Let’s make this perfectly clear. Eating the wrong wild mushroom can KILL you. Not quickly like Clint Eastwood’s creepy Union soldier character in The Beguiled but over the course of a few painful weeks by destroying your liver. So DO NOT read this then strut into your neighbor’s artificially bright Chem-Lawn yard, pluck ANYTHING out of the grass then pop it into your mouth because you read this post. Got it?
So now that we have the legal stuff out of the way. A follower on Twitter recently asked me about foraging, something I learned to do in…well, come to think of it, it’s something I’ve done since I can remember. In south Louisiana I grew up with kids that hunted, fished and foraged constantly. However joining the Boy Scouts really opened my eyes to a world of possibilities and it was at the age of 12 that I first harvested cat tails, ate willow tree bark to relieve pain and learned how to tell poisonous snakes from harmless ones. At a summer camp, one of our leaders also showed a few of us how to identify wild mushrooms and me being interested in food at an early age, well of course I tagged along. So many years later I still get a kick out of finding lunch. In the upstate of South Carolina, I’ve found and eaten Chanterelles, Morels, Oysters, Lobster and King Boletes (cepes or porcini) mushrooms. Yesterday I took the dog for a walk and found a pile of Eastern Puffballs in a field so when I got home I grabbed some scissors and a bowl. Now this is very important. You DO NOT want to pluck ANYTHING out of a fertilized or chemically treated yard. Do I need to say that again?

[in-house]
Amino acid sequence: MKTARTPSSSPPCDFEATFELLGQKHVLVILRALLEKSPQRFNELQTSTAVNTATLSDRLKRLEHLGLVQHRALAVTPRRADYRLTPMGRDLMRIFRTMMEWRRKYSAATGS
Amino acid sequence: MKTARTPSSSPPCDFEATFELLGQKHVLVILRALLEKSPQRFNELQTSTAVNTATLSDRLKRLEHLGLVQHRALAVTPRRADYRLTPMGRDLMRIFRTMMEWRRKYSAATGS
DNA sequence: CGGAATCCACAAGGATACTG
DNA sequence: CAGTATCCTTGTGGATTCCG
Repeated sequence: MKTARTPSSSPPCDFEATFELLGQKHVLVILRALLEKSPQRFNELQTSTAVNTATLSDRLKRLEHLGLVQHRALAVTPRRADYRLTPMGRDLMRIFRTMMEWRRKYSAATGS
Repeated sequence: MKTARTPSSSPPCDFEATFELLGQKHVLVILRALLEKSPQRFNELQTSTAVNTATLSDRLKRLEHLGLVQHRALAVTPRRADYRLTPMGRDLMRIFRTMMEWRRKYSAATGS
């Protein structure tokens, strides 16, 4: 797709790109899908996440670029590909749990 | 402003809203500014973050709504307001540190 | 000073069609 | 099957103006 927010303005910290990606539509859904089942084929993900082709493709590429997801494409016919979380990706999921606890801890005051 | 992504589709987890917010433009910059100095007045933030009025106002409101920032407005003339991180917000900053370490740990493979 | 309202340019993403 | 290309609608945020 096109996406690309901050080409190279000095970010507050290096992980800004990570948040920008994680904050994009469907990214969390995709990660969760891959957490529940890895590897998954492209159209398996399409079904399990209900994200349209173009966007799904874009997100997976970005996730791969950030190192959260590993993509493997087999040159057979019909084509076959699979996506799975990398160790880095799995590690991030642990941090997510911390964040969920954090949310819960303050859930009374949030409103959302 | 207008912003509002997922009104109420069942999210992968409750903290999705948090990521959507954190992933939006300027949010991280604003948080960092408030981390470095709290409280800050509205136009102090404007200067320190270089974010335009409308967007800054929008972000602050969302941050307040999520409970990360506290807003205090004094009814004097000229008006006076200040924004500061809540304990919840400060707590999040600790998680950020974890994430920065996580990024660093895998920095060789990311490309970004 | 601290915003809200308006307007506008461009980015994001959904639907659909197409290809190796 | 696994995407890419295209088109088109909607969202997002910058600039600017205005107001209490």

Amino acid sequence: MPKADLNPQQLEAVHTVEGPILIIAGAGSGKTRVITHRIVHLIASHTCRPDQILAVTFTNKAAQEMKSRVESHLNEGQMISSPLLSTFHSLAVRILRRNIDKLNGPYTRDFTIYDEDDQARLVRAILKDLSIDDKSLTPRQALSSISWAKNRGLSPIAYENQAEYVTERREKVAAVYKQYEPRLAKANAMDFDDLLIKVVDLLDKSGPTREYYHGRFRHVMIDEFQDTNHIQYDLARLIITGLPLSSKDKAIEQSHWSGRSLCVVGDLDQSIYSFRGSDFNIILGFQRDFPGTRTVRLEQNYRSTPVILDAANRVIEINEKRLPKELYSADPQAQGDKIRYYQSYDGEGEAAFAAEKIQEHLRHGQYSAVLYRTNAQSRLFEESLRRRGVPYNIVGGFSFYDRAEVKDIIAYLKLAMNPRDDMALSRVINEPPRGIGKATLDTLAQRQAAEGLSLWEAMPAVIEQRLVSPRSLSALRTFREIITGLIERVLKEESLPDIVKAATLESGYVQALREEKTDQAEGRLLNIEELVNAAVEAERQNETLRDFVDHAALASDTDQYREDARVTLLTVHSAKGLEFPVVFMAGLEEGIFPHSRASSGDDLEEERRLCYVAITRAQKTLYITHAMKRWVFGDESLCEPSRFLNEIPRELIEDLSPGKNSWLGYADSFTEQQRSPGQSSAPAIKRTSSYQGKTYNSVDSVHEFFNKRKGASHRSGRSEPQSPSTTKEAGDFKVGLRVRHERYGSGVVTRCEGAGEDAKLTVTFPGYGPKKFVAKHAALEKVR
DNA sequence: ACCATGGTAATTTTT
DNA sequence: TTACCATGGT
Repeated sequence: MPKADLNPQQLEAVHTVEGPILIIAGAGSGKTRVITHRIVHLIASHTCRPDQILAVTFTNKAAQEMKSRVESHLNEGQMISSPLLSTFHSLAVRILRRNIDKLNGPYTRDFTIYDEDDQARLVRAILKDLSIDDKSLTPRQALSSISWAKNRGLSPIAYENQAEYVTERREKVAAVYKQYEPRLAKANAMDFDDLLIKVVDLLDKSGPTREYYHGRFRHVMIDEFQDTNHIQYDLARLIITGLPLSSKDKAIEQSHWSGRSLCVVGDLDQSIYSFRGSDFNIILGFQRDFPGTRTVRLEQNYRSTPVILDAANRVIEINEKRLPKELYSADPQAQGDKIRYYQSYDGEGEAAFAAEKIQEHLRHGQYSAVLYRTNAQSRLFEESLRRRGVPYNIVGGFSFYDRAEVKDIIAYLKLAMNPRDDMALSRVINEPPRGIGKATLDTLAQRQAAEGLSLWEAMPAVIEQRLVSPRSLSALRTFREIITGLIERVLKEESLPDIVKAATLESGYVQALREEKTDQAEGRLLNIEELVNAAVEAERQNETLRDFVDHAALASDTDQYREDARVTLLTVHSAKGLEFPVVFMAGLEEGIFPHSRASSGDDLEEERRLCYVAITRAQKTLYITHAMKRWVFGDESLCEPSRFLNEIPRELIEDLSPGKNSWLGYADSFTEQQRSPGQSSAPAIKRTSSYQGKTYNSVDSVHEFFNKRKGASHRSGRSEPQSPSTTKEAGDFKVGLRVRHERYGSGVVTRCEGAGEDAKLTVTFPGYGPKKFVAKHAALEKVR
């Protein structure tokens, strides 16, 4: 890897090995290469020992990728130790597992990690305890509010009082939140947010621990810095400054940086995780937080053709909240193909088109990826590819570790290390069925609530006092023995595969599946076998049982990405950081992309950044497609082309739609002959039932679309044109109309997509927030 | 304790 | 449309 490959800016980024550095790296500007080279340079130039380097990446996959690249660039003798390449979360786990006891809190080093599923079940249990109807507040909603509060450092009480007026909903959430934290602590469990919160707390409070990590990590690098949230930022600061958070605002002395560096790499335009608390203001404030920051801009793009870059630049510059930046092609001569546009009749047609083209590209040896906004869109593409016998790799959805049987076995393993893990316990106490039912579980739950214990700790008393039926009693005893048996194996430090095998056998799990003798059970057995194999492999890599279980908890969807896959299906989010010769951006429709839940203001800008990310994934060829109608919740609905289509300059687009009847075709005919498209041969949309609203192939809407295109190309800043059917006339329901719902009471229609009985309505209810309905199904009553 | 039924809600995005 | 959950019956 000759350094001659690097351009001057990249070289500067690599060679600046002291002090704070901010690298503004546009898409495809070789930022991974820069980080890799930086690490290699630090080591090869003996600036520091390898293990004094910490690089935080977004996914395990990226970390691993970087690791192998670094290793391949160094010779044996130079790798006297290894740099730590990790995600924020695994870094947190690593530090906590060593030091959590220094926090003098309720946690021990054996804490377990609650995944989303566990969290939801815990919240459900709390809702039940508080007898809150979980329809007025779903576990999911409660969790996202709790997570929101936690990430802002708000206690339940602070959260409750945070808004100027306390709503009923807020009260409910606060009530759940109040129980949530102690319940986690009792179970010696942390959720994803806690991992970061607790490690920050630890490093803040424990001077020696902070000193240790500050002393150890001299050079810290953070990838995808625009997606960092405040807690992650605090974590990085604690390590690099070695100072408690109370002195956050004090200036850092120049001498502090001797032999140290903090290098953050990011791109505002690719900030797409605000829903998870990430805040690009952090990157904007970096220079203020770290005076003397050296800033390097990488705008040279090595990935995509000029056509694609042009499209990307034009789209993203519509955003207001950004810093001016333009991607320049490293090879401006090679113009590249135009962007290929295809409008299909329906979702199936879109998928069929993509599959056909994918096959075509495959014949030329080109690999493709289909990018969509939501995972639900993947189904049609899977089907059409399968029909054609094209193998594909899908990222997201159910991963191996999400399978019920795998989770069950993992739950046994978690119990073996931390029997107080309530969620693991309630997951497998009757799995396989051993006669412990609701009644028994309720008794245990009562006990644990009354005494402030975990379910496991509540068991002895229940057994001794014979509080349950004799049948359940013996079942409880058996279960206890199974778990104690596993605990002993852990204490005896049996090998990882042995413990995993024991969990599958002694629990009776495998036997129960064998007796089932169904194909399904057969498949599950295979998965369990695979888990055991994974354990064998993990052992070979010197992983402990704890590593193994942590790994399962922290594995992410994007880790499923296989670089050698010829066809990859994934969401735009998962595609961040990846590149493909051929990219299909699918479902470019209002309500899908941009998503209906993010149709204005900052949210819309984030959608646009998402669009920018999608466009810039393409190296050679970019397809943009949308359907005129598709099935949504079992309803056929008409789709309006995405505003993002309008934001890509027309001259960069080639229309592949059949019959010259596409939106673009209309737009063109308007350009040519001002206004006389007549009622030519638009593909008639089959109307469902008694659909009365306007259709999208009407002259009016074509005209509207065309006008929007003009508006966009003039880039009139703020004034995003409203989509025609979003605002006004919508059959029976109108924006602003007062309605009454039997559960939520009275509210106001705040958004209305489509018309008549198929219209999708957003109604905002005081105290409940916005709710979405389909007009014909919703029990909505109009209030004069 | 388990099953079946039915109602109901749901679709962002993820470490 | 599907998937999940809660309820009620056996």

If you want to start doing this yourself, the Audobon Field Guides are a good place to start, they even have apps for your phones. You may also find classes through your State Park system, I’ve taken several great outdoor classes from State Parks in SC, NC, TN and Virginia.